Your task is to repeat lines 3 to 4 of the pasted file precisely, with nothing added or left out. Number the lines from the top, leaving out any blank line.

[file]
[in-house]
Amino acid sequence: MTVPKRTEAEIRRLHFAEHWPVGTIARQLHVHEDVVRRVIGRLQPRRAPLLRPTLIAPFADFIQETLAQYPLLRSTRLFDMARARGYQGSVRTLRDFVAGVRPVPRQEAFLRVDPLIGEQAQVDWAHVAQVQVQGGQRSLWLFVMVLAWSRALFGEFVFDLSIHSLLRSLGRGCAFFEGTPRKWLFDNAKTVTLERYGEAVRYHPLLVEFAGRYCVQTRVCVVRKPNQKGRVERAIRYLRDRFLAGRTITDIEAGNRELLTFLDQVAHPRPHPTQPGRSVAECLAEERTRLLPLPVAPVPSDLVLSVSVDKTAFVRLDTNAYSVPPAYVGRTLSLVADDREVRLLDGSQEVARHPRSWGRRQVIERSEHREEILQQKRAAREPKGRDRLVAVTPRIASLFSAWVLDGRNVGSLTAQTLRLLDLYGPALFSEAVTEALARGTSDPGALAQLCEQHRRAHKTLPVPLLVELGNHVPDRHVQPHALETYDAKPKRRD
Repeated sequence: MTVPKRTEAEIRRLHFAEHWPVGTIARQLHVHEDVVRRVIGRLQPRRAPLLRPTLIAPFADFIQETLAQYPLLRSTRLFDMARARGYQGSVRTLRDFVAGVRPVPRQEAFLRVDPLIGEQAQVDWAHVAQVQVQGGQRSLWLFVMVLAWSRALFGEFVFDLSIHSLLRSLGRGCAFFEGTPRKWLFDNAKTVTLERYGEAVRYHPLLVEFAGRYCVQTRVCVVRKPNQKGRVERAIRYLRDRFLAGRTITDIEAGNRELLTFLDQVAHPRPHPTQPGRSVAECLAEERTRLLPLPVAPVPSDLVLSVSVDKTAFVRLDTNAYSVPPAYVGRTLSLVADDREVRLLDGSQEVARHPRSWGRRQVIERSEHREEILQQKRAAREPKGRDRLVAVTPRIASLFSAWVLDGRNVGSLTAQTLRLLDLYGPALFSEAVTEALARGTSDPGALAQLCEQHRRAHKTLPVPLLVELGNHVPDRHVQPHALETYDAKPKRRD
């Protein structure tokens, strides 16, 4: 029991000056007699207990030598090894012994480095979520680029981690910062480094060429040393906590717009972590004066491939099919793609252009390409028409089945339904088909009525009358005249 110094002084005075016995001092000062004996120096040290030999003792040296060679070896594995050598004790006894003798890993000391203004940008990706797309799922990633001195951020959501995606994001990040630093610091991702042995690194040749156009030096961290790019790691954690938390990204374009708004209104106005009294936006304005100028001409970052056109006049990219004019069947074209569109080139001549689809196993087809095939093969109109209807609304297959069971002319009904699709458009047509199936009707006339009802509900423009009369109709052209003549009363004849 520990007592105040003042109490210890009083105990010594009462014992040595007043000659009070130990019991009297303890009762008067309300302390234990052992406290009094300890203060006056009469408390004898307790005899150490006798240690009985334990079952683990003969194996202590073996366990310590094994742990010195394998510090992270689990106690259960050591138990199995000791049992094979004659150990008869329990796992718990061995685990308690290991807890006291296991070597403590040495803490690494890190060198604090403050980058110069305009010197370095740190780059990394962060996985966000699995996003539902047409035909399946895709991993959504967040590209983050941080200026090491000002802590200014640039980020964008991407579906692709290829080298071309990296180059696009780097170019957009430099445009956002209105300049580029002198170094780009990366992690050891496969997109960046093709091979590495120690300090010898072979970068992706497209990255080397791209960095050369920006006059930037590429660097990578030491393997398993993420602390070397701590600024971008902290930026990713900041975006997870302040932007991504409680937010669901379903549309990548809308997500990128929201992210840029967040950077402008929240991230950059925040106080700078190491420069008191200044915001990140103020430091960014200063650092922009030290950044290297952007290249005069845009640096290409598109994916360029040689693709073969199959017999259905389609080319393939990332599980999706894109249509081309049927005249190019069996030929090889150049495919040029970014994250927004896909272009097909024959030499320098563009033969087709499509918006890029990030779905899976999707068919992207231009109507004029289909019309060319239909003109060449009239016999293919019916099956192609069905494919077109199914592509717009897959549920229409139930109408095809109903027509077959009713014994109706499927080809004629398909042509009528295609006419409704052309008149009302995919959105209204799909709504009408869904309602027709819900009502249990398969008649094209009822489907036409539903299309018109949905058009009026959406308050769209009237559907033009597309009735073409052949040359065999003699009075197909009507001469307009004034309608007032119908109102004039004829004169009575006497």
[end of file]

Repeated sequence: MTVPKRTEAEIRRLHFAEHWPVGTIARQLHVHEDVVRRVIGRLQPRRAPLLRPTLIAPFADFIQETLAQYPLLRSTRLFDMARARGYQGSVRTLRDFVAGVRPVPRQEAFLRVDPLIGEQAQVDWAHVAQVQVQGGQRSLWLFVMVLAWSRALFGEFVFDLSIHSLLRSLGRGCAFFEGTPRKWLFDNAKTVTLERYGEAVRYHPLLVEFAGRYCVQTRVCVVRKPNQKGRVERAIRYLRDRFLAGRTITDIEAGNRELLTFLDQVAHPRPHPTQPGRSVAECLAEERTRLLPLPVAPVPSDLVLSVSVDKTAFVRLDTNAYSVPPAYVGRTLSLVADDREVRLLDGSQEVARHPRSWGRRQVIERSEHREEILQQKRAAREPKGRDRLVAVTPRIASLFSAWVLDGRNVGSLTAQTLRLLDLYGPALFSEAVTEALARGTSDPGALAQLCEQHRRAHKTLPVPLLVELGNHVPDRHVQPHALETYDAKPKRRD
């Protein structure tokens, strides 16, 4: 029991000056007699207990030598090894012994480095979520680029981690910062480094060429040393906590717009972590004066491939099919793609252009390409028409089945339904088909009525009358005249 110094002084005075016995001092000062004996120096040290030999003792040296060679070896594995050598004790006894003798890993000391203004940008990706797309799922990633001195951020959501995606994001990040630093610091991702042995690194040749156009030096961290790019790691954690938390990204374009708004209104106005009294936006304005100028001409970052056109006049990219004019069947074209569109080139001549689809196993087809095939093969109109209807609304297959069971002319009904699709458009047509199936009707006339009802509900423009009369109709052209003549009363004849 520990007592105040003042109490210890009083105990010594009462014992040595007043000659009070130990019991009297303890009762008067309300302390234990052992406290009094300890203060006056009469408390004898307790005899150490006798240690009985334990079952683990003969194996202590073996366990310590094994742990010195394998510090992270689990106690259960050591138990199995000791049992094979004659150990008869329990796992718990061995685990308690290991807890006291296991070597403590040495803490690494890190060198604090403050980058110069305009010197370095740190780059990394962060996985966000699995996003539902047409035909399946895709991993959504967040590209983050941080200026090491000002802590200014640039980020964008991407579906692709290829080298071309990296180059696009780097170019957009430099445009956002209105300049580029002198170094780009990366992690050891496969997109960046093709091979590495120690300090010898072979970068992706497209990255080397791209960095050369920006006059930037590429660097990578030491393997398993993420602390070397701590600024971008902290930026990713900041975006997870302040932007991504409680937010669901379903549309990548809308997500990128929201992210840029967040950077402008929240991230950059925040106080700078190491420069008191200044915001990140103020430091960014200063650092922009030290950044290297952007290249005069845009640096290409598109994916360029040689693709073969199959017999259905389609080319393939990332599980999706894109249509081309049927005249190019069996030929090889150049495919040029970014994250927004896909272009097909024959030499320098563009033969087709499509918006890029990030779905899976999707068919992207231009109507004029289909019309060319239909003109060449009239016999293919019916099956192609069905494919077109199914592509717009897959549920229409139930109408095809109903027509077959009713014994109706499927080809004629398909042509009528295609006419409704052309008149009302995919959105209204799909709504009408869904309602027709819900009502249990398969008649094209009822489907036409539903299309018109949905058009009026959406308050769209009237559907033009597309009735073409052949040359065999003699009075197909009507001469307009004034309608007032119908109102004039004829004169009575006497």